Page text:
ISSA: No, would we prefer it be zero? Of course. But any American who has flown through an airline in the last years knows that you're more likely to have confusion and secondary detaining --

COSTELLO: It was OK for Iraqi interpreters who helped us during the wars and were heroes, by the way, saving many American lives, it was OK that they went through some temporary hardship because in the end this was a good thing?

ISSA: Carol, we brought in two Iraqi murderers and had them I think in Kentucky because we didn't have a good vetting process. Those interpreters want to be safe in America. They've helped America. I know --

COSTELLO: I understood that act and I understand what you're saying, but that's not what I'm asking you right now.

ISSA: What you're asking is, is it, in fact, possible to never catch anyone with some secondary confusion -- you know, I deal with my office every day with people who are unfairly stopped coming into this country, green cardholders, Chinese-Americans, UC-Berkeley grads who can't get a fast pass and get a secondary every single time. Lebanese-Americans living in Houston who go through a secondary every single time.

COSTELLO: But isn't our government's jobs to solve those problems without the chaos?

ISSA: Carol, I don't want to argue. You're conflating what happens every day to people of this color, every day at the airports and has been happening for 16 years. You take these anecdotal examples, that's what you're doing.

The numbers are relatively small. I think Americans like myself who have been stopped, even as a congressman, secondary check or even refused to be boarded on an airplane once. This sort of thing happens.

The question is the core question of dealing with countries that we do not have good diplomatic relations with, we do not trust, we cannot verify the documents for these people, is a reset and a slowdown appropriate? The president thinks so.

The sooner he gets a secretary of state, the sooner he'll have an additional adviser. He needs those advisers. Chuck Schumer should be ashamed of himself for not providing those advisers in realtime. It needs to happen now and the Senate needs to do its job and stop stalling.

COSTELLO: All right. Congressman Darrell Issa, thank you for sticking around. I do appreciate it.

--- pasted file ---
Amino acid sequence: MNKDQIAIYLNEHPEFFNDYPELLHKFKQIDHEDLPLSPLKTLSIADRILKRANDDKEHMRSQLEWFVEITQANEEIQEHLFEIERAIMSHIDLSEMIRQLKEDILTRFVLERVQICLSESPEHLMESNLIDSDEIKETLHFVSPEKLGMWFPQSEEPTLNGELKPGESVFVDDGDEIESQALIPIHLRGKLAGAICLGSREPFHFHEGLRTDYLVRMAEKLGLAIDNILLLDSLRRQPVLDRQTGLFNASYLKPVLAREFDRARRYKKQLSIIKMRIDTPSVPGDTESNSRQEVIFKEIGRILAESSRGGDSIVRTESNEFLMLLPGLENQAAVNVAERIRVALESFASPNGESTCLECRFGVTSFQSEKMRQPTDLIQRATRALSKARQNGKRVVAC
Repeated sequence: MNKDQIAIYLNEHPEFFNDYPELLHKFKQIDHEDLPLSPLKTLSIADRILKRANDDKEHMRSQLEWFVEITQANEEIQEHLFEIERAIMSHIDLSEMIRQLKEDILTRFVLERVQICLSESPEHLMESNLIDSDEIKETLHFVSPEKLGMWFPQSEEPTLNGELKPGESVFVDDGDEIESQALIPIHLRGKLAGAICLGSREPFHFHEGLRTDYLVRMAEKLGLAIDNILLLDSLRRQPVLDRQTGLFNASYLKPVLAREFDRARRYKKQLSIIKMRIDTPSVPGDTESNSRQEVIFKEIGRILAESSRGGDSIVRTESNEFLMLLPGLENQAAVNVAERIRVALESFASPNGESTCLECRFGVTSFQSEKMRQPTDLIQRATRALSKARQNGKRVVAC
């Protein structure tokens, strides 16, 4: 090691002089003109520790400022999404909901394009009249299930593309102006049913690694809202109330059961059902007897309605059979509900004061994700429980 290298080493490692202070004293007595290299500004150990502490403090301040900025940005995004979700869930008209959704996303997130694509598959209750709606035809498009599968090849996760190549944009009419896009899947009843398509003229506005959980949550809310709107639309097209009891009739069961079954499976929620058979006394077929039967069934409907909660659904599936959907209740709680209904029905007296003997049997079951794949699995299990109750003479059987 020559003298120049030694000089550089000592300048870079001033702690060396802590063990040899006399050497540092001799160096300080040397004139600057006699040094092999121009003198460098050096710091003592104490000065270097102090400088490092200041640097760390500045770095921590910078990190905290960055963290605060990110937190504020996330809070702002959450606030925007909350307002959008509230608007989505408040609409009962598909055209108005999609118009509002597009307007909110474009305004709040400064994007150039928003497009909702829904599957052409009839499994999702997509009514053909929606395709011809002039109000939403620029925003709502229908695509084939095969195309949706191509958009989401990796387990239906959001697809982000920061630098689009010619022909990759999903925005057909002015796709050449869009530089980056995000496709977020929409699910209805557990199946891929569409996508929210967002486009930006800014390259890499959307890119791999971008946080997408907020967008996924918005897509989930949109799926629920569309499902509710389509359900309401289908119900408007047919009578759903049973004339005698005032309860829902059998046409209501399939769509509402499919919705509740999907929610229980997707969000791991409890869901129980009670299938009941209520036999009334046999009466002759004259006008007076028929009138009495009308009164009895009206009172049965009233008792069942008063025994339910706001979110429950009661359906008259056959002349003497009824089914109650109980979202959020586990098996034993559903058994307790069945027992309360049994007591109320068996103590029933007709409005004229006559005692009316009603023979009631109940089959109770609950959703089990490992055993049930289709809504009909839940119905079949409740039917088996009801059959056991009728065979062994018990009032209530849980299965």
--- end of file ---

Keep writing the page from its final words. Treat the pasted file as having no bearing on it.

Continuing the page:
ISSA: Any time, Carol. Thank you.

COSTELLO: You're welcome. Still to come in the NEWSROOM, outrage intensifies over Trump's controversial travel ban. Up next, we'll talk to a Marine Corps veteran who says the ban isn't just unjust, it also goes against the American ideals he swore to protect.



COSTELLO: The White House is standing by a controversial travel ban that triggered chaos over the weekend. Trump insisting this is not about religion. He appears to be unfazed by protests across the country even though tens of thousands of people marched many cities all across the globe.

With me now is Corporal Mansoor Shams, who served four years in the U.S. Marine Corps. He is also the founder of, and Dan Stein, the president of the Federation for American Immigration Reform. Welcome to both of you.

Corporal, I want to start with you. I don't know if you heard anything from my last segment with Congressman Issa. Did you hear?

MANSOOR SHAMS, MUSLIM-AMERICAN: Yes, I heard a portion of it. First, I just want to say thank you for having me. I think it's very important to educate America. First you're having me here and allowing people who look like me who are living in the United States of America to feel a little more empowered, to see that we're not alone. And I think you're also helping the masses that perhaps feel the other way around to help educate them and see another perspective.

WHITFIELD: You heard Congressman Issa said this is kind of -- this is like not that big a deal, not many people were detained, all the detained people have now been released, and it's for the greater good. Your thoughts?

SHAMS: Well, I think the country is speaking for itself if you look at all the airports and what's going on. Obviously there's some issues. People are not very excited about it. I think what people need to remember is that we're all a country of immigrants.

Back whether you came here in the first generation, the second generation, it doesn't matter. At the end of the day, we're all immigrants. I came here a little after you. You came a little before me.

I think we need to remember that, you know, what we're doing right now this sort of religious -- in fact just yesterday I watched a tweet that Jake Tapper sent out, I would have called this an executive ban.

After he sent out a tweet regarding Rudy Giuliani which pretty much states he was watching -- President-elect Trump at that time came to him to say help me out, I want to do this, how do you make this legal. That's extremely disturbing.

What we've done is taken seven countries, handpicked them and pretty much painted a broad brush that even a 3-year-old or 5-year-old or a mother in this war torn country now feels like they're in the same category as a terrorist.

COSTELLO: Corporal, it's funny you mention Rudy Giuliani. I want to play you exactly what Rudy Giuliani said in regards to this executive order and how he supposedly helped Mr. Trump craft it. Let's listen.


RUDY GIULIANI, FORMER NEW YORK CITY MAYOR: When he first announced it he said Muslim ban. He called me up and he said put a commission together and show me the right way to do it legally. I put a commission together with Judge Mukasey (ph) with Congressman McCaul, Pete King, and whole group of other very expert lawyers on this and what we did was we focused on instead of religion, danger.